The Independent National Electoral Commission (INEC) had a somewhat bitter, sweet engagement with the National Assembly recently.
The issues bordered on the much-debated diaspora voting and pending elections into vacant legislative seats. Clearly both issues touch on constitution.
While the law as constituted does not allow for electronic voting as such voting must be by personal representation, the constitution provides that every constituency must have a representative through an elective process organized by the electoral commission. However it would seem that the commission is almost handicapped on both issues.
The 2015 general election was perhaps the most competitive election in the Nigeria’s recent political history.
Invariably, that electoral process opened up the system to the exploration of more technology with the introduction of the Smart Card Reader and Permanent Voter Card (PVC).
As such, in the build up to that election, the clamour by Nigerians living abroad to get involved in the process back home became much more noticeable.
For them, besides technology conquering the geographical hindrance to voting for any citizen (as evident in even small countries in Africa), the appreciable economic contributions they make through transfers back home warrants they have a direct participation in electoral process in the country.
According to a report by World Bank’s Migration and Remittances Factbook 2016, remittances from Nigerians living abroad hit $20.77 billion in 2015, making Nigeria the sixth largest recipient of remittances in the world.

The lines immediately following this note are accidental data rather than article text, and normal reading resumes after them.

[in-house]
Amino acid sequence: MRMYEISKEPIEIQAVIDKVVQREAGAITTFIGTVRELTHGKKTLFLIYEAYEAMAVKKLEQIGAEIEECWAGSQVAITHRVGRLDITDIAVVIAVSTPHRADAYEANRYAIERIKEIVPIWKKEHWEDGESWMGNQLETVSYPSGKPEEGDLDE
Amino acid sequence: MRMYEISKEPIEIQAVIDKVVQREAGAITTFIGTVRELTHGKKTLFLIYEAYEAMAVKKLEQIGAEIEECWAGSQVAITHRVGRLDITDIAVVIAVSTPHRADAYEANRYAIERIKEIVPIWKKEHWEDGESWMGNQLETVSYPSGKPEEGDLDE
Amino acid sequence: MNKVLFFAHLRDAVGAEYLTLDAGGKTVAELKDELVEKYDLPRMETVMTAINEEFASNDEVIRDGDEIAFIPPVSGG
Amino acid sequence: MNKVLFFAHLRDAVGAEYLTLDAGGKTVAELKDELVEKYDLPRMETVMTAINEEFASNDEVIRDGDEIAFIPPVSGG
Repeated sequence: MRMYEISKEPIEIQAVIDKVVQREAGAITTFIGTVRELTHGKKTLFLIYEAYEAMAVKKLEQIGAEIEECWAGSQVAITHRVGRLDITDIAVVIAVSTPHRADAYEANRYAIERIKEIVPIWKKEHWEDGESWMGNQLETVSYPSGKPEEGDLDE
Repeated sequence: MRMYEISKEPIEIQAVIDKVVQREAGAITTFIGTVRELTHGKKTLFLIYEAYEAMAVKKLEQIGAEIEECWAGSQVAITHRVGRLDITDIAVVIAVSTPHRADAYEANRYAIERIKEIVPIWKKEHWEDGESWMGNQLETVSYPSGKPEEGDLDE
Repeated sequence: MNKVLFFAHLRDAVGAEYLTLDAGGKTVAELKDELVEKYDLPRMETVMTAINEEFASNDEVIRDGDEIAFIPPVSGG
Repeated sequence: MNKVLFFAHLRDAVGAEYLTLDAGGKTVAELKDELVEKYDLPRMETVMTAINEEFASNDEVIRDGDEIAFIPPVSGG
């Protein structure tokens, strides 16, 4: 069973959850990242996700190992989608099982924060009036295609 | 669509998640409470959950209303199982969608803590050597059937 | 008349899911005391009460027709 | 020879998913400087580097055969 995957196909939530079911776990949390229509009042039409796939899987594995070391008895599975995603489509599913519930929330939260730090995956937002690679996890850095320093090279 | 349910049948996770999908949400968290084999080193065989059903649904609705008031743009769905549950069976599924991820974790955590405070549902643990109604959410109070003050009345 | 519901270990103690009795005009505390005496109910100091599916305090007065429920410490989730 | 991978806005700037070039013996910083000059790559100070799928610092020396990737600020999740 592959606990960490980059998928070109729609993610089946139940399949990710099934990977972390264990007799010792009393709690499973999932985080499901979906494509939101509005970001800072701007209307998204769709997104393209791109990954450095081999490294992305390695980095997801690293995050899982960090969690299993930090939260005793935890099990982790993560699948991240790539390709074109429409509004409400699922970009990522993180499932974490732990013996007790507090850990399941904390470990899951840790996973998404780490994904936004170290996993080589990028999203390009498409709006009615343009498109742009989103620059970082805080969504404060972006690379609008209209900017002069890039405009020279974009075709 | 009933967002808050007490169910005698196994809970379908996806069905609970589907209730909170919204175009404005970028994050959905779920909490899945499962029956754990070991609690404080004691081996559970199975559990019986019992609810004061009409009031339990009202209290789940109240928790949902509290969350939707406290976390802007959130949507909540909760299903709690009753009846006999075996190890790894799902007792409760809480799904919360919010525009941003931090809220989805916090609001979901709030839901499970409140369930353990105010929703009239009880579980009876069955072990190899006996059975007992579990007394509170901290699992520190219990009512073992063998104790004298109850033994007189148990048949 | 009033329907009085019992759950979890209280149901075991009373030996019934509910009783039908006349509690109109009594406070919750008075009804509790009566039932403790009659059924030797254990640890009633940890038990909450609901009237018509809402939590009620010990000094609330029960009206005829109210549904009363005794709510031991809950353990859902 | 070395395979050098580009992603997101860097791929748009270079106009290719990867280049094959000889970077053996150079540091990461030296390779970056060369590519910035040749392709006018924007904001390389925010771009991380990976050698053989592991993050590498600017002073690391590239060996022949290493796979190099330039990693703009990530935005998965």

It further revealed that remittances to Nigeria rose every year over the last decade from $16.93 billion in 2006 to $20.83 billion in 2014. In 2015, however, remittances fell slightly to $20.77 billion.
According to the report, the top two sources for Nigerian diaspora remittances in 2015 were the United States ($5.7 billion) and the United Kingdom ($3.7 billion).
More so, the report showed that Nigeria tops the top ten remittance recipients in Africa by $20.77bn, followed by Ghana ($2.0bn), Senegal ($1.6bn), Kenya ($1.6bn), South Africa ($1.0bn), Uganda ($0.9bn), Mali ($0.9bn), Ethiopia ($0.6bn), Liberia ($0.5bn), and Sudan ($0.5bn).
But, attempts at addressing diaspora voting has never gone beyond the discussion stage. The issue was deliberated at the 2014 National Conference. Former External Affairs Minister, Prof. Ibrahim Gambari, had at the confab, captured the frustrations of millions of Nigerians abroad about their inability to vote.
Expectedly, he blamed the situation on the provision of the relevant sections of the Electoral Act and the Constitution of the Federal Republic, which discriminated against Nigerians living outside the country.
Despite the major leaps recorded by the immediate past leadership of INEC, diaspora voting wasn’t feasible for the 2015 election. With federal lawmakers fixated on returning to office, amending the constitution to accommodate Nigerians abroad was not a priority.
But, this INEC, under Prof. Mahmood Yakubu, seems poised to address the issue, provided the National Assembly plays its part.
This much the chief electoral officer stated when he hosted members of the Senate Committee on Diaspora and Non-Governmental Organizations, led by its Chairperson, Dr. Rose Oko, when they visited the Commission’s headquarters in Abuja.
He urged the National Assembly to expedite action by amending sections of the Constitution and the Electoral Act (2010 as amended) to make way for Nigerians living outside the country to participate in the electoral process and vote.